The ride, for instance, is almost perpetually choppy and unsettled, with even the smallest imperfection in the road surface causing it to lose nearly all of its composure. Short-wave undulations cause its vertical body control to all but go out the window, while potholes and expansion joints send fairly forceful jolts through the cabin - even at lower speeds. On all but the smoothest roads, the Cherokee doesn’t make for particularly comfortable motoring. That said, on those rare sections of smooth road, the Cherokee does regain some composure, but not enough to make up for its shortcomings elsewhere.
One such shortcoming is its engine. With 192bhp and 332lb ft on tap, the Cherokee feels like it’s capable of hitting its claimed 0-62mph time of 8.8sec, but the manner in which it goes about completing that undertaking isn’t what you’d call calm or refined. The MultiJet II motor is particularly vocal under throttle, while the timbre of its four-cylinder soundtrack is harsh and unrefined - although things do quieten down when you return to a steady cruise.
Then there’s the nine-speed auto ’box, which is not only slow to respond to your inputs but also indecisive about which of its nine ratios it would prefer to select at any given time. Overtaking manoeuvres, therefore, require a good deal of forethought, because you need to factor in the eternity it seems to take for the gearbox to respond to your right foot hitting the kickdown switch. Opting to use the steering wheel-mounted paddles doesn’t do much to remedy this tardiness, either, because the response times are equally as lethargic.
There is at least a decent amount of weight in the steering, but its low gearing doesn’t lend the Jeep a front end that feels particularly enthusiastic about the idea of changing direction. And when it does turn in, you find you don’t have to be travelling all that quickly to cause understeer to rear its head. Taking sharper corners even at low speeds can lead to fairly vocal protest from the front tyres.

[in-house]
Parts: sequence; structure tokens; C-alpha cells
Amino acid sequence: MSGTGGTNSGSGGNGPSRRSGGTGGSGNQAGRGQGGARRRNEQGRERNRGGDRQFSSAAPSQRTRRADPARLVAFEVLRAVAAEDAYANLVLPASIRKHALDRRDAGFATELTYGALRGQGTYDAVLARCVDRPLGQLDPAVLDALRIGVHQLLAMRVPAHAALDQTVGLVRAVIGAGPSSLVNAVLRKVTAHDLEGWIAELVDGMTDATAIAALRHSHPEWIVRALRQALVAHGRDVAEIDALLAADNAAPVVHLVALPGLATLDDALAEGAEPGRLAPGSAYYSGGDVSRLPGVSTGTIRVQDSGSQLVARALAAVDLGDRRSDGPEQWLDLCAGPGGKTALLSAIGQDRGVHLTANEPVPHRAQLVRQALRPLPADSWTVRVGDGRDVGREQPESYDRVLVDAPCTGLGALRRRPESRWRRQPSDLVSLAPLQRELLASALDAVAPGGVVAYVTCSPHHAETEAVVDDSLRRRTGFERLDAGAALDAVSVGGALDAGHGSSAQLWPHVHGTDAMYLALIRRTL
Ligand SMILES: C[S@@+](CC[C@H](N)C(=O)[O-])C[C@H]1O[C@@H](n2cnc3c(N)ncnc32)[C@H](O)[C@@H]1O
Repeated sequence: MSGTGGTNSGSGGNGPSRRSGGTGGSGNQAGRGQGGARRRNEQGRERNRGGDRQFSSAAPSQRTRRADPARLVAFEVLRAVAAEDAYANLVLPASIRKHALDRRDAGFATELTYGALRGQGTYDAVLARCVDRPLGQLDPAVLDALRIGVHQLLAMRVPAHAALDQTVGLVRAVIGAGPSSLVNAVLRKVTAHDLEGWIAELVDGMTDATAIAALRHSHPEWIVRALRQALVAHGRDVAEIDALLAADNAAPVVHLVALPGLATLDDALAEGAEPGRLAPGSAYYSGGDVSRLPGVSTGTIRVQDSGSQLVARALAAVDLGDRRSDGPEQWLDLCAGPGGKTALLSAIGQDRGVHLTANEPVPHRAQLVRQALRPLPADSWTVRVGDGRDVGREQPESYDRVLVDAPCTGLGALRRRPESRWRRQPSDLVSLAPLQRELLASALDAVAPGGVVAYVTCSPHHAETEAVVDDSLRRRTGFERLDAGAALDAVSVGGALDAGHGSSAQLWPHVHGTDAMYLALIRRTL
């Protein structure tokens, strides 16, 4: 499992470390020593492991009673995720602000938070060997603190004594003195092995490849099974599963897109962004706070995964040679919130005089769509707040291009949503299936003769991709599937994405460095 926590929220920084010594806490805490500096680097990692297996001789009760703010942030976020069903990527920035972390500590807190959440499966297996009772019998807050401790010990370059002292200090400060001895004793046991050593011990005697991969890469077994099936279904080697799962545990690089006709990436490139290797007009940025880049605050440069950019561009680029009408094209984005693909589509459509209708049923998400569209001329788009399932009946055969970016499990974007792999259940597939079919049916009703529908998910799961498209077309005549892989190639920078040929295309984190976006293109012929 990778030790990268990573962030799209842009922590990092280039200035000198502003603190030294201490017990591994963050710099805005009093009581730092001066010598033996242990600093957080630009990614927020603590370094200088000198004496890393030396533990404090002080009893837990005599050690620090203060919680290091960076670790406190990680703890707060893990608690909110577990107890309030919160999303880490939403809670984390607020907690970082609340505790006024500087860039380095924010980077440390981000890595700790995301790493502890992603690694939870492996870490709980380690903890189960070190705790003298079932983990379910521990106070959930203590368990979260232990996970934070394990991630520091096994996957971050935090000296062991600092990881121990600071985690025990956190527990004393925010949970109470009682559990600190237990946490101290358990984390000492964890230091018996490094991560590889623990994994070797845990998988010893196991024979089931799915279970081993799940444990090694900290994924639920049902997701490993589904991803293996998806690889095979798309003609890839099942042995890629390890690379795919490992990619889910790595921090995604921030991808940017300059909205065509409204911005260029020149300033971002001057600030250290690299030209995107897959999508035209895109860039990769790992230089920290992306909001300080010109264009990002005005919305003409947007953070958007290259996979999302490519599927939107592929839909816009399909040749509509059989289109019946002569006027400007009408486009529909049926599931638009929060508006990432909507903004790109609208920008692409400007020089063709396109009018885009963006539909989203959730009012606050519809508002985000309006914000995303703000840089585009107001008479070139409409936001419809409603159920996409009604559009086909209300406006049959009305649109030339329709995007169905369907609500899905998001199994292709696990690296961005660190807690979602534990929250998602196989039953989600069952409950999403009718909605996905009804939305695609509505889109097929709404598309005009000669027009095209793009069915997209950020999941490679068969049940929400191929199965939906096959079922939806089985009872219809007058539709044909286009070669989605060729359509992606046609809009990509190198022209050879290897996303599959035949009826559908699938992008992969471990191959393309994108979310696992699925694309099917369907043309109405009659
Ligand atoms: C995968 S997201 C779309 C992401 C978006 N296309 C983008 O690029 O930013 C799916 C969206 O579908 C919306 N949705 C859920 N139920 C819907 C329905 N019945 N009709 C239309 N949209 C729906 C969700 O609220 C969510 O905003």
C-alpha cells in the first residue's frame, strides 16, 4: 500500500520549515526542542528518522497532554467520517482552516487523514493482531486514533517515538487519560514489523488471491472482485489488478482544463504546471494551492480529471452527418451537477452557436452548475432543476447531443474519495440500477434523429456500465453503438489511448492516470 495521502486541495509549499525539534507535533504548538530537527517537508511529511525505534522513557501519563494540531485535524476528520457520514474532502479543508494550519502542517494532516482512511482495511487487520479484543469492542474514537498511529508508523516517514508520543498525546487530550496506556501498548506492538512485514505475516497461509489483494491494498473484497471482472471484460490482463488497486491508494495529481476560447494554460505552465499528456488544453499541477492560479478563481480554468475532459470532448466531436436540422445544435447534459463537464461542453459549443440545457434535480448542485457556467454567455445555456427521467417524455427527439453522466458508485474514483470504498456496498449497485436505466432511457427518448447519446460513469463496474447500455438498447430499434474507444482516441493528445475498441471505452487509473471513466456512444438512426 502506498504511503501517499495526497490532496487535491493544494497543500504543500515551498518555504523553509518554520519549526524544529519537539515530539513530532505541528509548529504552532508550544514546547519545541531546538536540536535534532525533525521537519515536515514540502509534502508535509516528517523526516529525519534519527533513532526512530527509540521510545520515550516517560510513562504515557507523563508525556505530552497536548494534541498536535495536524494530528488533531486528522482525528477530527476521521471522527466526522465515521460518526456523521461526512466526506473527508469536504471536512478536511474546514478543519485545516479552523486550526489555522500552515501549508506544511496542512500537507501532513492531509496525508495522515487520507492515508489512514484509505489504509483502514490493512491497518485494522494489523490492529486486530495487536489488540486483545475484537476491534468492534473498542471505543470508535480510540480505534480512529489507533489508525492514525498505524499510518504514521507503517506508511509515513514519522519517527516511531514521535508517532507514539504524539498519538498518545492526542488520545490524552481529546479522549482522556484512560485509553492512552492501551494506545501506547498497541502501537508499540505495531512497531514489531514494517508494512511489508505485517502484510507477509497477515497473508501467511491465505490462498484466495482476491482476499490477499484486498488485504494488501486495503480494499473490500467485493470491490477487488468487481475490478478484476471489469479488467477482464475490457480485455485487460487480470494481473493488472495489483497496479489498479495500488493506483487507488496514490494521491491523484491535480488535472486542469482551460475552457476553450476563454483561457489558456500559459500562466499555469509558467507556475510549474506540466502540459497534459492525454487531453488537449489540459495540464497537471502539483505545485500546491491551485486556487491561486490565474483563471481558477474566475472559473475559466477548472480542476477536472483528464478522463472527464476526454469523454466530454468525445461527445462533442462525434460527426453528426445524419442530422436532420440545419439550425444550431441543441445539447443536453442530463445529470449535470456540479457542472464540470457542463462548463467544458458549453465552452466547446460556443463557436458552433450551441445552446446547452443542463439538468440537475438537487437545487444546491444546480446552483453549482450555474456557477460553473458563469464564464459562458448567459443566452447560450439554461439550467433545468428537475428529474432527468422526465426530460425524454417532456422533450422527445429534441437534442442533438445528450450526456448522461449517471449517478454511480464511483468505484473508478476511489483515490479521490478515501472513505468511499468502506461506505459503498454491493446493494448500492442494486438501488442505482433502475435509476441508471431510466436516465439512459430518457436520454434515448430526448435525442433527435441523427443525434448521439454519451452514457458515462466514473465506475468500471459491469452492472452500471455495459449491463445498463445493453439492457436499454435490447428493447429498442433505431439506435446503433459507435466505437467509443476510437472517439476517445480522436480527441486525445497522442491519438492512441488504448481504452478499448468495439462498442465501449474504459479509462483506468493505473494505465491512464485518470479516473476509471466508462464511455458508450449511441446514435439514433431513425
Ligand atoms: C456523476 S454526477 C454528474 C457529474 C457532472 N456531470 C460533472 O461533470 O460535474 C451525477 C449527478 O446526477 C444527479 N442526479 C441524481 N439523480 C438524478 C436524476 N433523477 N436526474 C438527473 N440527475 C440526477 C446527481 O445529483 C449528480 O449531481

The cabin, meanwhile, doesn’t offer much in the way of practical or material appeal to tempt you out of more mainstream rivals. There’s a good-sized - although far from class-leading - boot that offers 448 litres of cargo capacity, while heated nappa leather seats provide agreeable levels of support and adjustability. However, rear passenger space is tight; taller adults will find that their knees touch the front seatbacks, while the optional panoramic roof severely compromises head room. Soft-touch and scratchy plastics don’t do much to lift the cabin’s ambience, either, and the 8.4in infotainment system just isn’t on the same level as those you’ll find in rivals, despite its upgraded software. Apple CarPlay and Android Auto do come as standard, at least.